Tahiti played its first full match on 21 September 1952, at home against New Zealand, and drew 2–2. Seven days later the two teams played again and New Zealand won 5–3. On 30 September they played each other for a third time, and Tahiti gained its first victory, by 2–0. However, it is unknown whether this was a full international.
In September 1953, Tahiti played three matches in New Caledonia against its national side, losing the first 5–0 and the later two 4–1. They then travelled to the New Hebrides (now Vanuatu) and beat its national side 4–2 twice. In 1989, under the leadership of Napoleon Spitz, the official federation was created.
Tahiti entered its first World Cup qualification with the aim of reaching the 1994 FIFA World Cup in the United States. They were placed in Group A with Australia and the Solomon Islands, and played their first match away to the Solomon Islands in Honiara on 11 July 1992. Eric Etaeta equalised for Tahiti to make it 1–1 in the 76th minute. On 11 September Tahiti hosted Australia in Papeete and lost 3–0. The next fixture was again against Australia, and resulted in a 2–0 away defeat in Brisbane on 20 September. On 9 October in Papeete, Tahiti beat the Solomon Islands 4–2. Tahiti's first goal was scored as an 8th-minute penalty from Reynald Temarii, a politician and current president of the Oceania Football Confederation. However, Tahiti finished second to Australia in the group and did not advance.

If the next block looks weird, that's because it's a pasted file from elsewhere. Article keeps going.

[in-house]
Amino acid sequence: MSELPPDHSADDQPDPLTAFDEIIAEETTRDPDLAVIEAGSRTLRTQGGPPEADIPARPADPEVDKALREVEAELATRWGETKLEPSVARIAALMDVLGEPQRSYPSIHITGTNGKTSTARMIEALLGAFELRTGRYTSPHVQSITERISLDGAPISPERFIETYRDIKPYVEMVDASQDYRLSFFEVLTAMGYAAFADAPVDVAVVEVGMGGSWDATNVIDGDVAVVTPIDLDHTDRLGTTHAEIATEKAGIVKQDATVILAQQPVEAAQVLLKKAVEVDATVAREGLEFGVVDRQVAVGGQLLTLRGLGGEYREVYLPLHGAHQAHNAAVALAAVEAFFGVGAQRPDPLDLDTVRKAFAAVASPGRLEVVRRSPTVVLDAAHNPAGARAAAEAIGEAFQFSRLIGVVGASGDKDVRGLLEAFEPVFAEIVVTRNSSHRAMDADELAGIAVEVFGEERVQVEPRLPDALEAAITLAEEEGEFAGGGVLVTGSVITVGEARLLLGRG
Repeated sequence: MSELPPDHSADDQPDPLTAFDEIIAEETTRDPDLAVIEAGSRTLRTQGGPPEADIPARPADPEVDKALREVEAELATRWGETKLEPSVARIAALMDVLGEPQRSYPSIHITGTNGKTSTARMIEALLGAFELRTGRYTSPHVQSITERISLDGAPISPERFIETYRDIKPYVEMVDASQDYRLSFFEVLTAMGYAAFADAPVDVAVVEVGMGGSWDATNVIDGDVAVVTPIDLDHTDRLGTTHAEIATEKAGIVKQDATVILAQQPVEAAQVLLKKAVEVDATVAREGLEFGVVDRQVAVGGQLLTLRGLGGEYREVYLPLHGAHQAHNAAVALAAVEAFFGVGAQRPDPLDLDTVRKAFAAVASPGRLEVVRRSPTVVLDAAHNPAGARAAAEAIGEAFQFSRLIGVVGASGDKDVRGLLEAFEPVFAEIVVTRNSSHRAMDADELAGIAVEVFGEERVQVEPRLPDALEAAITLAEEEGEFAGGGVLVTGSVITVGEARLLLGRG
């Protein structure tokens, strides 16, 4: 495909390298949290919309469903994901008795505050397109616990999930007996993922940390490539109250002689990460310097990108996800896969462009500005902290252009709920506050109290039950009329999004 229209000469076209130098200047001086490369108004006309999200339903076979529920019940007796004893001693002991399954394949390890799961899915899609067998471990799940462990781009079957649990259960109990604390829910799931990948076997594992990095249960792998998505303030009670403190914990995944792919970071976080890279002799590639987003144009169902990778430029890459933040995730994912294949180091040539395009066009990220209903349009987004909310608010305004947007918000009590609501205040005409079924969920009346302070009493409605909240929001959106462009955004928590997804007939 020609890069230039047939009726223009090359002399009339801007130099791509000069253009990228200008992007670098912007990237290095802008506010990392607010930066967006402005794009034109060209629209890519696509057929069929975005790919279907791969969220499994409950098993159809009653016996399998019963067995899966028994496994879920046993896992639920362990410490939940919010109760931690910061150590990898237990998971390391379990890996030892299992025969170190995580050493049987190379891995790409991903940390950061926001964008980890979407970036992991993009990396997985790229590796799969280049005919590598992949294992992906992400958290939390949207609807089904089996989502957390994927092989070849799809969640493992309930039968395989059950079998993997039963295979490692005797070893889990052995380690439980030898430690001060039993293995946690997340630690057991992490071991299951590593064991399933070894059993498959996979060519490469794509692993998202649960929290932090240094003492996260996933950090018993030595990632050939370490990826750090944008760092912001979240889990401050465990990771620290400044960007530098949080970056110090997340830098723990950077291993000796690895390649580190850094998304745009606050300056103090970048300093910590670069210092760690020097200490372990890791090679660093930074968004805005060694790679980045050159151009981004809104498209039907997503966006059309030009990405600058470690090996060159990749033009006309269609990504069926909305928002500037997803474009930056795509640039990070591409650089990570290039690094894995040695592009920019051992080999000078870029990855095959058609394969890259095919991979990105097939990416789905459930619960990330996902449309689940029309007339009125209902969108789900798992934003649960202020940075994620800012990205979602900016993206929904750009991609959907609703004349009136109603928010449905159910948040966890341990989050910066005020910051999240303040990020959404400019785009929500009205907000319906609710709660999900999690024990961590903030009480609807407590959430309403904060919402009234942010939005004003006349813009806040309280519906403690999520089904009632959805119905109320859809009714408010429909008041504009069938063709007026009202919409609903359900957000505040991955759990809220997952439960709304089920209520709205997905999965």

By winning the 2012 OFC Nations Cup, Tahiti qualified for the 2013 FIFA Confederations Cup in Brazil for the first time. On 17 June 2013, even though, Tahiti lost 1–6 to Nigeria in the 2013 Confederations Cup in Belo Horizonte in Brazil, with Jonathan Tehau getting the goal for Tahiti in the second half with a header from a corner, Tahiti fans still rejoiced in the prospect of scoring a goal in an international tournament. On 20 June 2013, Tahiti lost 10–0 against Spain equalling their biggest ever loss against New Zealand nine years earlier. On 23 June 2013, Tahiti was beaten 8–0 by Uruguay. In all, they conceded 24 goals and scored one. They ended with a goal differential of −23, the worst of any national team in any major competition. But even with the bad record and heavy defeats, Tahiti's underdog qualities gathered huge respect from the people of Brazil, who always cheered for them in every match. Spanish coach Vicente Del Bosque, and strikers Fernando Torres and David Villa - who scored four and three goals respectively against Tahiti - complimented the team's fair play.